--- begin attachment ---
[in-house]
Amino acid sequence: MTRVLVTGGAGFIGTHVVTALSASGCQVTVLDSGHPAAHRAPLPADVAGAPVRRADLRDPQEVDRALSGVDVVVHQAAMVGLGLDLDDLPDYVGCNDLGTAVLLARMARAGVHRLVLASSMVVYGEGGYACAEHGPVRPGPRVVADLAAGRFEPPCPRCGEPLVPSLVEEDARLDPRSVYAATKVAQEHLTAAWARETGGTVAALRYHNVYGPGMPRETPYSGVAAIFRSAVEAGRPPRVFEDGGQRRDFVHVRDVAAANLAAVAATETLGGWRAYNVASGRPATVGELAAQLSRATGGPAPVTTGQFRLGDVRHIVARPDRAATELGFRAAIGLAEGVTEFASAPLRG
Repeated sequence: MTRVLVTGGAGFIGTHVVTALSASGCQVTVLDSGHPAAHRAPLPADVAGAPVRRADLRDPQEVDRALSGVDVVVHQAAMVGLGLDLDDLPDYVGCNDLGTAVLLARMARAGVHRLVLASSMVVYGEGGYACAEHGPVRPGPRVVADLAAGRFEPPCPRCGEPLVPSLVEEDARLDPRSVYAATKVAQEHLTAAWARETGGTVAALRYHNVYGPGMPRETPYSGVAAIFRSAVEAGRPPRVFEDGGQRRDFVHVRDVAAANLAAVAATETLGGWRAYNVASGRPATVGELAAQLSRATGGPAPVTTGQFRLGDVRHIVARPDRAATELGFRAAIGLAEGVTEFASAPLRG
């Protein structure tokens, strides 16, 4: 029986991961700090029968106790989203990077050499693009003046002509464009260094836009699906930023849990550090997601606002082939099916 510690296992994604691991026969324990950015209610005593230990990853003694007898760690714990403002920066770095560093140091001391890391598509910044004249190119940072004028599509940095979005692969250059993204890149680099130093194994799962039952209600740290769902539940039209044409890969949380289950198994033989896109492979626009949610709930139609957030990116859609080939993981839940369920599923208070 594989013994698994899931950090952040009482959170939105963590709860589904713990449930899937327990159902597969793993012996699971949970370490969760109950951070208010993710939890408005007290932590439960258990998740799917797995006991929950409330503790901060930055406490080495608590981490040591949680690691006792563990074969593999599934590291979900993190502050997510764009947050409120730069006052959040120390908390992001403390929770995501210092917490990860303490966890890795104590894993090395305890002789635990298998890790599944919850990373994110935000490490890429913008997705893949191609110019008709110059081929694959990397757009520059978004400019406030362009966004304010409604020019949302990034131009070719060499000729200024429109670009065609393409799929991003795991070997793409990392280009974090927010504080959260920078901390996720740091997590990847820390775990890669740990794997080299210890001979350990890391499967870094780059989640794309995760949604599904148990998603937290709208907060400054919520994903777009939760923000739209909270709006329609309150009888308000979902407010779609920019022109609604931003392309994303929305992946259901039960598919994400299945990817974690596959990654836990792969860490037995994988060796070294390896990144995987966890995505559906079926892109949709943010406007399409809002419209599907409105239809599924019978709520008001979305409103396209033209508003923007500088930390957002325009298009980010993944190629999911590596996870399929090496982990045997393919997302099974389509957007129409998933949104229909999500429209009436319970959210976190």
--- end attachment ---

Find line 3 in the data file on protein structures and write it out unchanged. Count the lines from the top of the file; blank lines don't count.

Repeated sequence: MTRVLVTGGAGFIGTHVVTALSASGCQVTVLDSGHPAAHRAPLPADVAGAPVRRADLRDPQEVDRALSGVDVVVHQAAMVGLGLDLDDLPDYVGCNDLGTAVLLARMARAGVHRLVLASSMVVYGEGGYACAEHGPVRPGPRVVADLAAGRFEPPCPRCGEPLVPSLVEEDARLDPRSVYAATKVAQEHLTAAWARETGGTVAALRYHNVYGPGMPRETPYSGVAAIFRSAVEAGRPPRVFEDGGQRRDFVHVRDVAAANLAAVAATETLGGWRAYNVASGRPATVGELAAQLSRATGGPAPVTTGQFRLGDVRHIVARPDRAATELGFRAAIGLAEGVTEFASAPLRG